What is Digital Art?


Digital Art is not photography.

Digital Art is a new way of creating visual art in which traditional techniques such as pencil, ink, watercolor, oils, impasto, etc. are applied using digital tools by means of a computer (an Apple Mac or Microsoft Windows PC), specialized graphics software, and a device called a graphics tablet. With these tools, an artist can draw and paint an image that exists only in electronic form (i.e., it is “digital”) until the work is printed. Graphics tablets like the Wacom® Cintiq® shown here allow the artist to work directly on the screen — by hand — simulating the traditional way artists draw and paint.


Graphics tablets, because of their stylus-based interface and ability to detect pressure, tilt, and other movement of the stylus, offer a very natural way to create digital art. All of the leading graphics software packages (e.g. Corel Painter, Photoshop, Alias Sketchbook Pro) are able to make use of the pressure and stylus tilt information generated by the tablet: when the stylus pressure and tilt changes, the software brush size, opacity, and color change in response. Tablets are also gaining popularity as a replacement for the computer mouse; advocates cite relief from repetitive strain injury and greater intuitiveness. For example, Scott Adams began drawing the Dilbert® comic strip on a Wacom® Cintiq® graphics tablet after suffering from a repetitive stress condition called focal dystonia. New Apple iPads and the amazing Apple Pencil have further transformed the ability to create artwork digitally.

Other than the technology, the main difference between the creation of digital and traditional art is the non-linear process. That is, compared to a traditional artist who must apply paint on top of previous layers of paint, a digital artist can arrange their work in layers that can be edited independently — and repeatedly. The digital artist can also work at minute levels of detail, down to individual pixels. In addition, the ability to “undo” and “redo” strokes further frees the artist from a linear process. Even with these digital capabilities, however, a digital artist must still employ many of the techniques and study of a traditional artist, including composition, color, light and shadow, media, perspective, etc., especially when the digital artist combines their work with traditional mediums like acrylic paint and canvas. Digital art can be created in any traditional genre, including realism, impressionism, abstract, surrealism, etc.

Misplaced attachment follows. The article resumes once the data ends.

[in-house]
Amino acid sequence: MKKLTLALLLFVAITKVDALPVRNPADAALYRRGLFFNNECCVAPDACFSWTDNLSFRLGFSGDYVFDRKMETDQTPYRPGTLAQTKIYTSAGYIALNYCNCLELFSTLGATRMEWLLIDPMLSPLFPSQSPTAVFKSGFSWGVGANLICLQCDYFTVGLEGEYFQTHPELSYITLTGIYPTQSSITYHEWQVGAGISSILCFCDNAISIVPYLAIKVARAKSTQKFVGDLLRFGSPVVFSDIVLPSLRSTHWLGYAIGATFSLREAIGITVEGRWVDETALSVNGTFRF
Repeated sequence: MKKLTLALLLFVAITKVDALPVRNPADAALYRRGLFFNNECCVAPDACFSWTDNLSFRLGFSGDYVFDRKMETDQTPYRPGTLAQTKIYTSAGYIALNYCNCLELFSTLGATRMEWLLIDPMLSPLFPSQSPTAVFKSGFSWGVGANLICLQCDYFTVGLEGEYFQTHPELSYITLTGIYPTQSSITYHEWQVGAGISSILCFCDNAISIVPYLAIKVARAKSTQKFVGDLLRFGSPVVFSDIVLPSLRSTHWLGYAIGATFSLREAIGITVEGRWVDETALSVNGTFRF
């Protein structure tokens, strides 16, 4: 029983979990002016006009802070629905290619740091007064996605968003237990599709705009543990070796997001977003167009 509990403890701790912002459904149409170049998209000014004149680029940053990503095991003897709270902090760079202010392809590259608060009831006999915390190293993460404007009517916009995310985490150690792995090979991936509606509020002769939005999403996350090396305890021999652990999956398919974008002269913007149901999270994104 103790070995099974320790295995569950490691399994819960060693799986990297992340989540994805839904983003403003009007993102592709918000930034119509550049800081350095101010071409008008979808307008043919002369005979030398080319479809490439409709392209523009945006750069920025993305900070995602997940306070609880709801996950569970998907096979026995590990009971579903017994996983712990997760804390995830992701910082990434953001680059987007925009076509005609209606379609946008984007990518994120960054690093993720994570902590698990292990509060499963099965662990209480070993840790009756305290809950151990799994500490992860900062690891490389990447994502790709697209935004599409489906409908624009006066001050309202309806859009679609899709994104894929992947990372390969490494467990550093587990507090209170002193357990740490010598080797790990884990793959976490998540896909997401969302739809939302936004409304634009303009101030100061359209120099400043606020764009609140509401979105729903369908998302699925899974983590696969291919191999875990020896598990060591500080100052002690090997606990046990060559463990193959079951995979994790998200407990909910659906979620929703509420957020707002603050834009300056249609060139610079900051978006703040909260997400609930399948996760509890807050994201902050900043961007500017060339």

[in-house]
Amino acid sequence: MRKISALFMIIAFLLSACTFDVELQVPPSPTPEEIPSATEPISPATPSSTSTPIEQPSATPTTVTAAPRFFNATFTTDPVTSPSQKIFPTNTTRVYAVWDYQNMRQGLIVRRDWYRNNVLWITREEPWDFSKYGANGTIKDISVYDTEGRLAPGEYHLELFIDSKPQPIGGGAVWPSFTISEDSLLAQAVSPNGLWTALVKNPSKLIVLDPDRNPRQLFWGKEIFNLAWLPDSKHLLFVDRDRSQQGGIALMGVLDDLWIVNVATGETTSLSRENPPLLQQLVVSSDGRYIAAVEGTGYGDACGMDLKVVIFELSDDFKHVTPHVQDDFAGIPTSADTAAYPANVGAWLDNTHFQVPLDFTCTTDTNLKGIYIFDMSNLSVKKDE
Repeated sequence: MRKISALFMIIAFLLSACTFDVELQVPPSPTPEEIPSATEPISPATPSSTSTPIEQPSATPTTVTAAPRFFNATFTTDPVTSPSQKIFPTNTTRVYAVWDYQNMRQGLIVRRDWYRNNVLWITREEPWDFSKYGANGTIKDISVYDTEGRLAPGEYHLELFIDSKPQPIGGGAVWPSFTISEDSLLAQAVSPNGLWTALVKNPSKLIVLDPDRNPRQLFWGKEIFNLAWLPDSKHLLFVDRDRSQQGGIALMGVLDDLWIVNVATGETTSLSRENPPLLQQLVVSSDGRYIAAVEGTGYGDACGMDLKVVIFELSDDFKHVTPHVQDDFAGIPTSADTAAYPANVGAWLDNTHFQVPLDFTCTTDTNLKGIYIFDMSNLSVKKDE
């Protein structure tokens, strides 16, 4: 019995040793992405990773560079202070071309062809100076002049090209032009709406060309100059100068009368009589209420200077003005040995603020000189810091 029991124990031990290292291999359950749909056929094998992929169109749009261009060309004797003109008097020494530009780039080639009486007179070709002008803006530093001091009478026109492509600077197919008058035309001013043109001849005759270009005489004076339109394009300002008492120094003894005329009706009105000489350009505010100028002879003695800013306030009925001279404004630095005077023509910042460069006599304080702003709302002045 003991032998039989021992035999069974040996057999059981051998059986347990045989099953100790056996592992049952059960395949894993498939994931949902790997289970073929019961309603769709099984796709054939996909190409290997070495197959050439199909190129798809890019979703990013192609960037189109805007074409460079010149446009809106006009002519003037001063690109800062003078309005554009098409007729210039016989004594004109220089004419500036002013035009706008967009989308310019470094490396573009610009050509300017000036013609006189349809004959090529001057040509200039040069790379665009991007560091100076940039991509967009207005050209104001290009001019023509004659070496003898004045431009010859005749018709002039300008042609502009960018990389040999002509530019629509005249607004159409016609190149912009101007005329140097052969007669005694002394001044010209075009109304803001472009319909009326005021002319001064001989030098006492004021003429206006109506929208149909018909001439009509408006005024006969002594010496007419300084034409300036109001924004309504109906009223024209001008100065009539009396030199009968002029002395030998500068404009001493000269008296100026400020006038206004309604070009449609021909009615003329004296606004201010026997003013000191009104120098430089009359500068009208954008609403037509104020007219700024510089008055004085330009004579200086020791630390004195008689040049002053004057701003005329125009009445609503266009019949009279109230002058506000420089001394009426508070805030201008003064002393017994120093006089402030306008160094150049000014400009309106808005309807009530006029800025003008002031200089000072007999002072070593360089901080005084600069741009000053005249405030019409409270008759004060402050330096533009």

The capability to create Digital Art has existed for more than 30 years. One early example is MacPaint, created for the Apple Macintosh in 1983. Media companies use a lot of digital art in television, advertisements, animation, video games, and in film to produce special effects. For example, “The Lord of the Rings” movies made extensive use of digital art tools. Likewise, technologies related to digital art have influenced “desktop publishing,” which has had a huge impact on the publishing world. Underlying this pervasive impact on mainstream media is the simple fact that technology tools provide greater creative control and greater productivity — at a lower cost.

Computer technology, however, is still more expensive than traditional media like paint and canvas. Compared to these traditional media, the cost advantages of digital art only emerge when traditional artwork is printed in limited editions. The process of accurately reproducing traditional art is expensive and laborious. By comparison, digital art is both easier and less expensive to reproduce accurately — so the digital artist can offer original, high quality work in various sizes at an affordable price. Indeed, since digital art must be printed to be sold, many digital artists consider the prints of their works to be “one-of-a-kind” originals. This is especially true when digital art is printed on traditional media like canvas, a material on which the artist can further apply traditional paint and varnish. The result is a work of original art that combines centuries-old traditional techniques with new technologies — all created by hand to fulfill the vision of the artist’s eye.

Sutton, Jeremy, Painter IX Creativity, ISBN 0-240-80669-7
Threinen-Pendarvis, Cher, The Photoshop And Painter Artist Tablet Book, ISBN 0-321-16891-7

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